Anticipating Fallibility

Engineers are fallible, no ‘if’s, ‘and’s, or ‘but’s about it. The question is never if an engineer will break something, it’s when: at some point or another, a mistake is inevitable. How will your organization deal with it?

There are two approaches to dealing with these kinds of mistakes: the first is to try to prevent them. This is perhaps the most intuitive approach, and a young organization might be tempted to pursue this path. But take a step back, and it becomes clear that preventing mistakes from ever occurring is a daunting, time consuming, expensive, and impossible task: how do you train somebody for all eventualities? How can you anticipate every use case? How do you squash the really tricky bugs, the ones that don’t come out of the deepest, darkest crevasses of the codebase until every last condition is right—or, more likely, wrong?

The dirty secret is simple: you don’t. This preventative approach, while intuitive, doesn’t last long. Remember: nobody is infallible. Mistakes will happen.

So what’s the second approach? How does a smarter organization cope with this? Simple: rather than preventing mistakes, anticipate them, and introduce measures to catch and mitigate them. Don’t take the error out of the engineer. Take the error out of the process.

At Squarespace, we use a system called Correction of Errors (COEs). Whenever Squarespace breaks, a COE is filed and assigned to the engineer most closely related with the problem. Note that this is not an assignment of fault, it’s an assignment of responsibility. Correction of Errors are fault-agnostic. An mistake that causes harm may have been caused by an individual, but the fact that the mistake was allowed to cause some kind of a service disruption is the fault of the system.

Once a COE has been opened and assigned to an individual, it can only be closed after some kind of process is implemented to keep that specific error from ever occurring again. This could be a matter of beefing up testing, defining better communication, introducing technical redundancy, or any number of things. COEs don’t prescribe a solution, they simply require one to exist.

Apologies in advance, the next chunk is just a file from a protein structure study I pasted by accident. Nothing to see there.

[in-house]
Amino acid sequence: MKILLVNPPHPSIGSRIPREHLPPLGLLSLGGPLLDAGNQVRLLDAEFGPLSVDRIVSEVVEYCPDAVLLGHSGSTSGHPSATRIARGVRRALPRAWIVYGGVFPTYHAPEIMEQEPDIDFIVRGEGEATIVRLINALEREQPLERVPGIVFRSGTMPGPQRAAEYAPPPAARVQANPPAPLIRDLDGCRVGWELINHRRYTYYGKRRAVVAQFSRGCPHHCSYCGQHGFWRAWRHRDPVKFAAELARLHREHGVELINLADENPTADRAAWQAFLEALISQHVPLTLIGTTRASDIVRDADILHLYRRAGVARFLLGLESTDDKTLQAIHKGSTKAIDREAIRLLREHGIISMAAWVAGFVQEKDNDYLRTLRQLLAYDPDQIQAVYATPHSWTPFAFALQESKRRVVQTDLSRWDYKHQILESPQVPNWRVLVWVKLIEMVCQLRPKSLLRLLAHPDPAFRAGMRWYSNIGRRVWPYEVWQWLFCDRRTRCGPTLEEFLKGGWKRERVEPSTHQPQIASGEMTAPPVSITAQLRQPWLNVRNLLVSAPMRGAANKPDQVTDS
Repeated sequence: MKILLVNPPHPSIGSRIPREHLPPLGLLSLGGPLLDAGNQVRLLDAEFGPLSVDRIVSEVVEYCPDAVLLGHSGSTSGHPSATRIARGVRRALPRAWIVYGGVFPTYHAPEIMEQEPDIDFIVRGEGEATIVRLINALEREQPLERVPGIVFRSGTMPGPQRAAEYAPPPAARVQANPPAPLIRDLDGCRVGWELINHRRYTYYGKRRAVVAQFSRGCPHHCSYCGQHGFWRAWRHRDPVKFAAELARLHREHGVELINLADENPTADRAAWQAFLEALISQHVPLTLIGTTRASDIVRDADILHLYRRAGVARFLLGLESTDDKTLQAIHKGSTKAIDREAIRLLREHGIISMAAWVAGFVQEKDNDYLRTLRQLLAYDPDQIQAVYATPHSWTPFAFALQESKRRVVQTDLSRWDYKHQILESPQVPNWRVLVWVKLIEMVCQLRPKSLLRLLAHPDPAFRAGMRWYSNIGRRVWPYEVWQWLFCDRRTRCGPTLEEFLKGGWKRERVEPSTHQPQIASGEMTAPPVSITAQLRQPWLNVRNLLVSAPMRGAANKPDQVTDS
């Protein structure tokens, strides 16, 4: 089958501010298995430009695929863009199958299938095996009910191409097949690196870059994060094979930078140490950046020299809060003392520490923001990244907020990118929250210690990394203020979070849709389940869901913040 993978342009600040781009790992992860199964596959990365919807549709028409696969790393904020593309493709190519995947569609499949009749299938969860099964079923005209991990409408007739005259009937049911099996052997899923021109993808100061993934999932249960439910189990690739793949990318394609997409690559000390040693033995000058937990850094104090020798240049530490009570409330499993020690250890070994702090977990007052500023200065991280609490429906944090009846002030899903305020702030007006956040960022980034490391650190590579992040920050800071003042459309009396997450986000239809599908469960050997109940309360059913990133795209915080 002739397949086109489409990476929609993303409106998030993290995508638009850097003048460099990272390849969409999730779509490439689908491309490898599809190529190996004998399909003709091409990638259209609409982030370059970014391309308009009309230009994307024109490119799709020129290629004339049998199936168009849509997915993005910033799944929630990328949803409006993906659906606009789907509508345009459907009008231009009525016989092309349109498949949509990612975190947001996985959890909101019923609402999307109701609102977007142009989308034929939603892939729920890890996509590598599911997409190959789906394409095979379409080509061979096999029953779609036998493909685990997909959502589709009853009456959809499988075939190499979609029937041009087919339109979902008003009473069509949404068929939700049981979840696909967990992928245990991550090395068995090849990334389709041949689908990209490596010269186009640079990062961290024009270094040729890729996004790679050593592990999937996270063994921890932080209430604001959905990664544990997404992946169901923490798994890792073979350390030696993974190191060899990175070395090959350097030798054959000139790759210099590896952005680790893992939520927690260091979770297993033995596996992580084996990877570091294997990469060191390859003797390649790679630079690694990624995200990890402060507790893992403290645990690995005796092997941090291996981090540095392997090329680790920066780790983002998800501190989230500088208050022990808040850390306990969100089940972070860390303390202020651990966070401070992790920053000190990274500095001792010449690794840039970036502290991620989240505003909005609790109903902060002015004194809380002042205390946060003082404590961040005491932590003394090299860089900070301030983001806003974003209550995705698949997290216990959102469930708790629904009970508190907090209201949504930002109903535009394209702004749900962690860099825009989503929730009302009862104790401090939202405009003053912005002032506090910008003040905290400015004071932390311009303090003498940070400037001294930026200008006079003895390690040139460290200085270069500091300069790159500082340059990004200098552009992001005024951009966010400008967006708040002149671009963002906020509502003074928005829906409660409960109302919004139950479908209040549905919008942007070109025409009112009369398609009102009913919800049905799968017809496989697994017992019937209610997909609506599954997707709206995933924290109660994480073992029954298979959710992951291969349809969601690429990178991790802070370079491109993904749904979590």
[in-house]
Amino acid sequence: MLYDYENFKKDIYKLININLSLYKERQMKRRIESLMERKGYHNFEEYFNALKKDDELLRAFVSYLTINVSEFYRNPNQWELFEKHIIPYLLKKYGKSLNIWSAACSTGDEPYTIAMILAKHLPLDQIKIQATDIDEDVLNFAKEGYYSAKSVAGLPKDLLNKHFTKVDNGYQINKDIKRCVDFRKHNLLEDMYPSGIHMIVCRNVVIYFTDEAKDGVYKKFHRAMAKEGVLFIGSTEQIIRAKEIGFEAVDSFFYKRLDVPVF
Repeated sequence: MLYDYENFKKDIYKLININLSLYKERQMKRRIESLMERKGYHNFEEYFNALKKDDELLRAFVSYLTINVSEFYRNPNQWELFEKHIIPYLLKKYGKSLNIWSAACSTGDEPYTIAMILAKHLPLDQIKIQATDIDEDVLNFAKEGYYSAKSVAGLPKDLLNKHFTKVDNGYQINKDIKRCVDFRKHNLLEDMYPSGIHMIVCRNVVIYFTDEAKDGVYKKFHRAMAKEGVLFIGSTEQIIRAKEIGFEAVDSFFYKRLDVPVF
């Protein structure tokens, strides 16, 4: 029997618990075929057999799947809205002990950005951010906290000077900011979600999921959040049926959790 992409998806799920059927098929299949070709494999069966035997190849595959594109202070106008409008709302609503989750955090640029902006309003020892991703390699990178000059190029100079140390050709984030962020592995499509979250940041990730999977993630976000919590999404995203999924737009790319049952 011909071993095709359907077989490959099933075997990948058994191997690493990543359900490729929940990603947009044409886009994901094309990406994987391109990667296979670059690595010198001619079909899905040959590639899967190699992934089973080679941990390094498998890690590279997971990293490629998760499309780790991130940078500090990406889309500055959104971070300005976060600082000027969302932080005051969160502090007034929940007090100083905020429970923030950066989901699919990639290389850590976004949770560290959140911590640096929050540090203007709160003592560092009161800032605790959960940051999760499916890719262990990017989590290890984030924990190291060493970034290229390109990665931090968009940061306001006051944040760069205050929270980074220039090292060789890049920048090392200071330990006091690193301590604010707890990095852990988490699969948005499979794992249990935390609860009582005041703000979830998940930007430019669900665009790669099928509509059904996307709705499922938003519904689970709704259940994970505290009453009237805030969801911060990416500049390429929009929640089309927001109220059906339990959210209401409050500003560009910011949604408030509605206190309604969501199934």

It’s actually a pretty simple system, but it’s remarkable how well it’s worked for us. Two things stand out to me as important:

1st, COEs are recorded. Every COE is recorded, along with the part of the system that they impacted. We can graph them monthly or quarterly to see how we’re doing: are we becoming more error-prone, or less? Where is our system most fragile? 

2nd, COEs are addressed. Every month the engineering team highlights not only how many COEs were filed, but also how many COEs are still open. Having a COE assigned to you is fine, but having an outstanding open COE assigned to you is a bad thing—there’s cultural pressure to find a solution, implement it, and close it.

Since we started recording (and addressing!) COEs, we’ve definitely seen an improvement in Squarespace’s uptime and service. And, while we haven’t seen a monotonic decrease in the number of COEs filed each quarter, the trend is certainly present, and it's strong. Perhaps the most interesting graph is to look at COEs compared to the number of deployments we have each month: by reactively being proactive (I know, it sounds dumb, but it’s the raw truth!) about catching and mitigating mistakes, we’ve been able to ship more and break less.

And I call that a win.

Timothy MillerffComment